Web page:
Unfortunately Internet routers tend to be a suitable case for AFCI, since they are so frequently wired up in a rat's nest of power strips and splitters. However again, installed properly, I don't see a problem.

The breakers are tripping because of an Arc Fault

Whatever knocked out your power probably caused the arc fault. Tree falling on wires, or what have you. An arc fault is that kind of thing, and it makes a familiar crackly-snap sound on the wire*, and that's what the AFCI is listening for.

What may be throwing you for a loop is that other FCI device only trips on things that happen on its LOAD side; it cares not about ground faults happening on its LINE side. AFCI is a completely different animal, and it is listening on the LOAD side of the device. However, electrical "sounds" transmit right through (that being hard to avoid) and so the AFCI often hears stuff occurring on its LINE side.

I imagine whatever rended the wires off the poles was a heck of a wallop, so the AFCI breakers would have trouble not hearing that.

You could try putting a whole house surge suppressor, but its job is to suppress surges; the sound of a make-break arcing may have surge components, but it's mostly instantaneous brownouts. Your surge suppressor isn't going to carry your power supply across that.

* Sound is jiggling air, so that sounds wrong. But a "sound on a wire" is electrons jiggling in the wire, in exactly the same motions, frequency and proportion. In fact there's a simple interface to take "jiggling electrons" to "jiggling air": It's called a speaker, and it is that simple. Put 60Hz AC on the wire, get 60Hz audible hum in the air. The air movement and electron movement are in syncopation, and fourier analysis will apply identically to both. So it's not out of line to say you can "hear" spikes.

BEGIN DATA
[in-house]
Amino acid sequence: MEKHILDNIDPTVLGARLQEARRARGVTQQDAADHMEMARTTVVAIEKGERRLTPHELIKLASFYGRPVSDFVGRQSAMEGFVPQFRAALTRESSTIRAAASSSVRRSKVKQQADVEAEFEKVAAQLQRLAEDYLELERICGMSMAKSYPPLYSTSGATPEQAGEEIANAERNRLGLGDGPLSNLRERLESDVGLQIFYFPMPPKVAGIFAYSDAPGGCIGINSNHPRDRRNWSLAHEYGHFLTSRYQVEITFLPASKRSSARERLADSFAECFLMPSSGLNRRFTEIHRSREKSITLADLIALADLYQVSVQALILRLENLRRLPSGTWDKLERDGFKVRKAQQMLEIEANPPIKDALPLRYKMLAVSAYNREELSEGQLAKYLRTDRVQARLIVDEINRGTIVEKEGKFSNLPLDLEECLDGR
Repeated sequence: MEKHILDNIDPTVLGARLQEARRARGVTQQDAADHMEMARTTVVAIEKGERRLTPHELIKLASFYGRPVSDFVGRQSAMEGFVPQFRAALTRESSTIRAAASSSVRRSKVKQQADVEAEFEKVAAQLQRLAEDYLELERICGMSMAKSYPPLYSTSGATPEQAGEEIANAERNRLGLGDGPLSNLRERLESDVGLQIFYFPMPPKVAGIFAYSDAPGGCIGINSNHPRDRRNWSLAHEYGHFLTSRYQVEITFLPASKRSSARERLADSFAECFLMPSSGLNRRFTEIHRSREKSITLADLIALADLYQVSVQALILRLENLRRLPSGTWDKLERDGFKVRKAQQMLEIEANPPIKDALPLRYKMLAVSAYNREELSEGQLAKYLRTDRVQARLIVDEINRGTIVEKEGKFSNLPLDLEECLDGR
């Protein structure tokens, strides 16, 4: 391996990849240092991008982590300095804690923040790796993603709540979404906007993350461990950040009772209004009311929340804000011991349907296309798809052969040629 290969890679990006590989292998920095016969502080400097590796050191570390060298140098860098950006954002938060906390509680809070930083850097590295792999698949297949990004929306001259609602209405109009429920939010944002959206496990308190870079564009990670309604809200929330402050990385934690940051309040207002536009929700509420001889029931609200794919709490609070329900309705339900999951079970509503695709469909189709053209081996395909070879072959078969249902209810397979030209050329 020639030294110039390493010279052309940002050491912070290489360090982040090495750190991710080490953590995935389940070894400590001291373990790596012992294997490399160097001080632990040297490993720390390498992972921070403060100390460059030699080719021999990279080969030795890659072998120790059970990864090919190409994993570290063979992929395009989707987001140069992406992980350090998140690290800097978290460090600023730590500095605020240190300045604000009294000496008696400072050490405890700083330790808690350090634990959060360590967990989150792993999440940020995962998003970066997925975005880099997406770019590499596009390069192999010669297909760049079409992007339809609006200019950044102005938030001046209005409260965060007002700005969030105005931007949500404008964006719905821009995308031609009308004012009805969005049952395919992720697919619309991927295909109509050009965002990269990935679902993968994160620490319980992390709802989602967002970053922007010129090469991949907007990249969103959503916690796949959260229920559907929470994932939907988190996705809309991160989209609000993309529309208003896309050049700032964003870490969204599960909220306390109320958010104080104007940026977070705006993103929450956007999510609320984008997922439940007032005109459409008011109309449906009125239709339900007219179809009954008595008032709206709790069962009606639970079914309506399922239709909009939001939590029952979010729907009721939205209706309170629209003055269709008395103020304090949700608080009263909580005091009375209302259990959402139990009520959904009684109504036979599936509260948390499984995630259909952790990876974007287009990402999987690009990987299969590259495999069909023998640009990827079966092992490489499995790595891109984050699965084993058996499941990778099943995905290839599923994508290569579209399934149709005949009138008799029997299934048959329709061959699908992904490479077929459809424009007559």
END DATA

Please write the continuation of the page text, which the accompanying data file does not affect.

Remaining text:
There's another option for low power appliances

In short: why are you running your generator if you aren't even there?

The simple, cheap solution is a small, always-on DC battery system such as in an old-style off-grid solar home. Most internet router equipment is in fact 12 volts DC, and will cheerfully run off a common small 12V system. Add a battery charger both from the mains-only panel and the generator-only panel (or better: a couple of vertically mounted, south-facing solar panels), and your Internet will be solid as a rock.

It would be nice to graft a refrigerator onto such a system, but the fridge takes 1KWH per day; 1 KWH is a car battery sized thing. So such a setup would be more ambitious, maybe 8 golf cart batteries and 1000W of solar panel for an all-solar setup with no gen.

If you have the gen, that's fine; spin it up, recharge the batteries / warm up home, then shut it down.

What usually puts "getting rid of the generator" out of reach for conventionally built snow-belt homes is the air handler needed for the conventional furnace. They alway use either a huge blower, or a water pump, to circulate heat from the furnace to the rooms. This simply takes too much power; the system would need to be fairly large, e.g. a Tesla PowerWall.

Now in the sunbelt we have a wonderful creature called an Empire furnace. It works on convection and performs normally with the power out, relying on a passive wall thermostat. It can also play with smart 'stats like the Nest (while failing over to a mechanical 'stat when power fails). It mounts in a floor or wall, and can heat both sides of the wall, with 50,000 BTU. The units are in the $800 neighborhood. They are just the ticket as a fallback heater to keep a house from freezing. But they are almost unheard of in the snowbelt because, you know, conventional. But they could be part of a power-loss strategy, especially for an unattended home.